related information from point of origin to point of consumption in order to meet customer
requirements‖.

Logistics has gained importance due to the following trends:
• Raise in transportation cost.
• Production efficiency is reaching a peak
• Fundamental change in inventory philosophy
• Product line proliferated
• Computer technology
• Increased use or computers
• Reduction in economic regulation
• Growing power of retailers
• Globalization



IMPORTANCE OF LOGISTICS

1. Logistics is the bed rock of trade and business.
 Without selling and or buying there can be no trade and business. Buying and or
selling takes place only when goods are physically moved into and or away from the
market.
 Take away logistical support trade and business will collapse
2. Leads to customer satisfaction through superior customer service.
Organizational objectives of P [Productivity],Q [Quality],C [Cost],D [Delivery],E [Employee
Morale],F [Flexibility],S [Safety],H [Health],E [Environment] are set to meet customer
expectations of Q,C,D.
Q, C, S, H, E are parts of must be quality that a customer expects. Logistics addresses
D, F objectives which lead to customer satisfaction through superior customer service
3. Integrates logistical activities
In conventional management environment, various activities of logistics work in isolation
under different management functions. Each pocket trying to sub optimizes its objectives
at the cost of overall organizational objectives. Purchasing trying to purchase at minimum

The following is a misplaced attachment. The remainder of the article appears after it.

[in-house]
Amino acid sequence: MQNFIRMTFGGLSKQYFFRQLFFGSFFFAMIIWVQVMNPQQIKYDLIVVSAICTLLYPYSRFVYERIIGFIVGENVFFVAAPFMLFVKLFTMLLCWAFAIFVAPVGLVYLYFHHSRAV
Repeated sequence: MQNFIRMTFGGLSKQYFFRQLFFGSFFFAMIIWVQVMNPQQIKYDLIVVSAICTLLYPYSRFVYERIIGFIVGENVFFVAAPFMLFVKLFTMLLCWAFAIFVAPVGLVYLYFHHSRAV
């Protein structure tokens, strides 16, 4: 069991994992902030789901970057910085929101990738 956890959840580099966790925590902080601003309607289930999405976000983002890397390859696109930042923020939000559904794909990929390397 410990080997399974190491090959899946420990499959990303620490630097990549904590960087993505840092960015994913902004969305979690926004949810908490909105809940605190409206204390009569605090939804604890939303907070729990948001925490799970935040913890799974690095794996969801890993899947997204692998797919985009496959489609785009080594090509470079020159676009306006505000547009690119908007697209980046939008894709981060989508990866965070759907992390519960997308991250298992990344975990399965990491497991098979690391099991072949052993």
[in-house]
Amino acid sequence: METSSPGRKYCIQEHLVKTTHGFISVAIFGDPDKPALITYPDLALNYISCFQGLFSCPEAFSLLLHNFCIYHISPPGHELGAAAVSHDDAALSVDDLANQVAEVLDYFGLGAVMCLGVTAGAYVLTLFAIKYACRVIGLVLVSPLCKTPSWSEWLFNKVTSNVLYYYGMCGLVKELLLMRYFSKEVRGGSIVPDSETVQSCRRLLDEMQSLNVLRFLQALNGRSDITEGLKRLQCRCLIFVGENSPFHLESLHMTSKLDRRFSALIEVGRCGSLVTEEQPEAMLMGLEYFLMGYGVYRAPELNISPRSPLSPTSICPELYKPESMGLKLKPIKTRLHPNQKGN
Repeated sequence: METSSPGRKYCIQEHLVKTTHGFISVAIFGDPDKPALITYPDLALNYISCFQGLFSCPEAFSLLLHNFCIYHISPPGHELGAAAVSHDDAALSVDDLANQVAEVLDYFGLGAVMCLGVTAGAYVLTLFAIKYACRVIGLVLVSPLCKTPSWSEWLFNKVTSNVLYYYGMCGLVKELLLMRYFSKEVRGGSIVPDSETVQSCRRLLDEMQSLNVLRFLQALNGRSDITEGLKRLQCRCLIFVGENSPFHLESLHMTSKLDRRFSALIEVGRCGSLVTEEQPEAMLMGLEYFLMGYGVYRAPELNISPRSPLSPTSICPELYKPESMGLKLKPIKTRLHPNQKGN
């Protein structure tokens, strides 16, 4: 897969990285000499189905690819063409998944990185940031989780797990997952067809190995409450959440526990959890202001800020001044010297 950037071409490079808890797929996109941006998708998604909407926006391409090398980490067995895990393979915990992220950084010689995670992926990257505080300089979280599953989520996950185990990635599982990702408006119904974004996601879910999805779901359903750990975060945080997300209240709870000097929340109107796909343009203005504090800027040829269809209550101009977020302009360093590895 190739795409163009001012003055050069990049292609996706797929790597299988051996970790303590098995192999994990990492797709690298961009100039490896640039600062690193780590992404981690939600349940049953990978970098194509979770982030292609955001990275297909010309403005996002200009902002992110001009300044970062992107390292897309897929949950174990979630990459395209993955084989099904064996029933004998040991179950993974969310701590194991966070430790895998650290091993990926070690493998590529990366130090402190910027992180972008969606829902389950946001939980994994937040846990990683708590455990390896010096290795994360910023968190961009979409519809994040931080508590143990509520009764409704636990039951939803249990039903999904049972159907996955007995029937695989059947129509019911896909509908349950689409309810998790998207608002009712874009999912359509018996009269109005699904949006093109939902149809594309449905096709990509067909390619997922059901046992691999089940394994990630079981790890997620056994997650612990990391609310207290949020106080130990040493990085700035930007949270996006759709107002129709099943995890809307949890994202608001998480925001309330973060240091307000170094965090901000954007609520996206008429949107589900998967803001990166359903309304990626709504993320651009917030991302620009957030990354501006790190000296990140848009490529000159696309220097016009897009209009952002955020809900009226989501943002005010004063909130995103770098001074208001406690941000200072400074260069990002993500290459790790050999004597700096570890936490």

price at the cost of what is needed by operations. Operations produce large quantities at
minimum production cost ignoring demand leading to doom inventory. Logistics function
of management brings all such functions under one umbrella pulling down inter
departmental barriers.
4. Competitive edge: In the fiercely competitive environment logistics provides the edge.
Due to technological revolution most of the products are moving into commodity markets.
In a commodity market where price is controlled by competition, where there is no
product differentiation in terms of quality parameters like performance & reliability, where
brands are almost irrelevant, competitive edge is that of availability of product and
service in terms of time, place and quantity.

5. Logistics wins or loses wars
 British lost American war of independence due to poor logistics
 Rommel was beaten in the desert by superior logistics of Allies
6. Supports critical functions like operations and marketing
Strong logistics support enables a company to move towards JUST IN TIME production